In the latest issue of OHR, Alexander Freund’s “Long Shadows over New Beginnings? Oral History in Contemporary China,” adds to our knowledge of the global history of oral history, exploring twentieth and twenty-first century oral history practices in China, asserting that oral historians have much to learn by investigating the uses of oral history in China. Here he answers a few or our questions.
Briefly give our readers an overview of the current state of the field of oral history in China.
I think oral history in China is in an exciting but also somewhat precarious state. I do want to repeat that I am not an expert – far from it; my knowledge is really limited to a short visit to a major oral history center in Beijing and my review of the English-language literature on the history of oral history in China.
After a long period in which Chinese historians used oral evidence (as they did elsewhere), it seems that oral history came to play a more important role from the 1930s onward. Whatever form oral history took from the 1930s onward, it was shaped by the political conflicts at the time. Chinese researchers used oral history, as did outsiders studying certain aspects of Chinese society; best-known is Red Star Over China by the American journalist Edgar Snow.
After the founding of the People’s Republic in 1949, oral history was influenced by the government’s attitude to history and memory, and, according to some scholars, the state abused interviewing and life-story telling as an instrument of disciplining and controlling the population. From the 1980s, Chinese practices became more influenced by Western, and particular American, scholarship. According to a number of Chinese colleagues I met in Beijing in the fall of 2017, oral history entered a new phase of massive expansion and popularization in the early twenty-first century.
There are now several oral history centers and many oral history projects at universities throughout the country. Several handbooks and oral history guides are available. Oral history is widely practiced outside of academia, in communities and schools. There is a steady stream of academic monographs and popular books, there are conferences, and there is an increasing use of oral history in public media, especially in television documentaries.
The history of oral history is much more interesting and complicated than we usually believe, and that we need to begin to research this history in much greater depth than we have so far.
As we know, oral history lends itself to undermining official narratives, be it intentionally or unintentionally. In the current political climate in China, it is unclear how this upsurge in oral history will fare in the future. As in past decades, much will depend on the government’s attitude. But it will also depend on the oral historians, and those I met were highly motivated, enthusiastic, and courageous.
What is the relationship of oral history in China to the discipline/method in the Anglo-American (or Western) culture? What makes oral history distinct in China?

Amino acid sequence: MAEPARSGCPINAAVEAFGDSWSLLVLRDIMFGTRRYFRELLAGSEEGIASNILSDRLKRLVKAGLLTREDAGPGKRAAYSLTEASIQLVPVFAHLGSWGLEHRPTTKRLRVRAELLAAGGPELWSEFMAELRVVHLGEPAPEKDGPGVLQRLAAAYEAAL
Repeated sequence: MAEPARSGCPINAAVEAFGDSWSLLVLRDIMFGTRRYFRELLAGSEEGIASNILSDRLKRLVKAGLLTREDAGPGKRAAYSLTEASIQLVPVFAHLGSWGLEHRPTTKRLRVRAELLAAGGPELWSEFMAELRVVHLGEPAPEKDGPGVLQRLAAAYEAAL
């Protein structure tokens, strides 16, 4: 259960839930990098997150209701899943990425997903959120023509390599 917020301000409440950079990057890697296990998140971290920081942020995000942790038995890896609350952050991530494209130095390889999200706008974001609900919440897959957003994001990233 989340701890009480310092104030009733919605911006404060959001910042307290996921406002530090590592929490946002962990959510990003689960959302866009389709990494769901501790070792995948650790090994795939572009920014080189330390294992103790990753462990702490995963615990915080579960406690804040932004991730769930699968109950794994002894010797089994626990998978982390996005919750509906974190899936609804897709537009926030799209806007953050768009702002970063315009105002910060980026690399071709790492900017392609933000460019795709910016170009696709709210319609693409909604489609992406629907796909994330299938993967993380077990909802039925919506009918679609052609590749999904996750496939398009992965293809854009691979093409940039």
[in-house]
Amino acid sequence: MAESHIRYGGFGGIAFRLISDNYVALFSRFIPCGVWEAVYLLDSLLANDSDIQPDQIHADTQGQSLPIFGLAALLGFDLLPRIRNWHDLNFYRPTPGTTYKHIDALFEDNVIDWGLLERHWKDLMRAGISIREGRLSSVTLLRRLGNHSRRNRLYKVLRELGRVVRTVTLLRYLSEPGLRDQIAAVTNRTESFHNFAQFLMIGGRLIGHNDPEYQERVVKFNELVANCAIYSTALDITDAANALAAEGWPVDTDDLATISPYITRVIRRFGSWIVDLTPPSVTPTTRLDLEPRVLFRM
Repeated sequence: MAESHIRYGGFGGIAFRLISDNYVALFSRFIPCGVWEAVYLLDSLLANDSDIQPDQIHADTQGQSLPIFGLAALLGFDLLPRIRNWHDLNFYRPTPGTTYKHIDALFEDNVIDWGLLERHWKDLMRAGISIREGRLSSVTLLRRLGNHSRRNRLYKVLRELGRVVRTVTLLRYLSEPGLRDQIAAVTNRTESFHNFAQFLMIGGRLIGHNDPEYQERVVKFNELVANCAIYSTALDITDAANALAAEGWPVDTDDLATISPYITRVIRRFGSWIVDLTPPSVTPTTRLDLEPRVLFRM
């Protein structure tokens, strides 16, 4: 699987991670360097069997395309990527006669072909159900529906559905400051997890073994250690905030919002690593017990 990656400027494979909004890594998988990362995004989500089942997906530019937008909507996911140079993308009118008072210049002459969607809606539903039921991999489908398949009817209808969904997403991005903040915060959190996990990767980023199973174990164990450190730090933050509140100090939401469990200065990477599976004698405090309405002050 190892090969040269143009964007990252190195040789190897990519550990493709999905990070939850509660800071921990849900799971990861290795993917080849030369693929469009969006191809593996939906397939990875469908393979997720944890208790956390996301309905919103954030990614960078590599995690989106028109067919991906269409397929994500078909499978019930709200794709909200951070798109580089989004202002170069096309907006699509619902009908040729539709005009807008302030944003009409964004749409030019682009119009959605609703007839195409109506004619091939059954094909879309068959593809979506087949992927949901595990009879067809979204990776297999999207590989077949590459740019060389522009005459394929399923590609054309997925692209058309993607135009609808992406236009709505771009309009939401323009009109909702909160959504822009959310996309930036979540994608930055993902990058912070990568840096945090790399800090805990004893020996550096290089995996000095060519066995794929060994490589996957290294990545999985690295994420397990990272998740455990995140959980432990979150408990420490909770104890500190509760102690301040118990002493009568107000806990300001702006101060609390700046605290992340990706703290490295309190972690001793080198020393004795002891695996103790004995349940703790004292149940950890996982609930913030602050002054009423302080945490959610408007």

That is difficult for me to judge, because I had almost no opportunity to see oral history “in action” or to listen to interviews. My impression is that the scholars I met at the oral history conference in Beijing wanted to ensure that their own standards of scholarship conformed to Western standards, both in terms of interviewing technology and methods, and in terms of theorizing narrative and memory. Translation is still a big obstacle, but an increasing number of oral history guides and handbooks are being translated. There are also some Chinese scholars whose Chinese-language works are based on the American and British literature.
I can only speculate about what makes oral history in China distinct, but I think that under the current government conducting research is becoming increasingly difficult. Our colleagues at the Cui Yongyuan Center for Oral History at Communication University in Beijing seemed to feel somewhat protected by the reputation of Cui Yongyuan, who until recently was a popular television host, and his personal interest in the center, but the South China Morning Post reported on 1 March that he has now been implicated in a judicial scandal. I hope this won’t have a negative effect on the oral history center named after him.
Some Western media report that the current government is increasingly shutting off access to non-Chinese websites. In the latest issue of Die Zeit, Xifan Yang reports that a whole army of censors in state agencies and private companies is turning the internet into a Chinese intranet where many internet users have never heard of Facebook, Google, or Youtube, all of which are blocked in China. And, according to Xifan, many don’t feel the need, because there are major Chinese platforms and apps that provide the same services.
While many academics use Virtual Private Networks (VPNs) to access blocked websites, and the government tolerates it to some degree, it is nevertheless increasingly dangerous. Even in the one-and-a-half years since my visit, internet access seems to have become much more restricted. I have not been able to access the website of the Cui Yongyuan Oral History Center since December 2017, and now I can no longer find it in a Google search. In fact, the Center is no longer listed on the Communication University’s website. I am still in sporadic email contact with the Center, so I know it has not been shut down. In mid-March, Hui Lin told me her center’s website has been down because the CUC’s website has been updated. She also told me that they use the popular Chinese social media platforms WeChat and Weibo to disseminate their research.
Can you describe how oral history was practiced in China during the era of Mao?
History, and with it oral history, went through several phases. The biggest memory project has been going on since the early 1950s, recording memories of the period before the Revolution of 1949 and later memories of life after 1949. Until 2000, thousands of interviewers collected some 300,000 narratives. But there were also other projects. From the late 1950s, there was a focus on the so-called Four Histories that collected memories of village, factory, local, and family life. From early on, the government removed the practice of history from the university and placed it in the community, encouraging and training peasants and workers to research their communities. From what I understand, the goal of the interviews was to celebrate the achievements of the Communist Party of China, but it is unclear whether or how these interviews were used. They do not seem to be publicly accessible, and it is not clear whether the interviews were used as “confessions” that could be employed for charging narrators with anti-communist activities and consequently punishing them.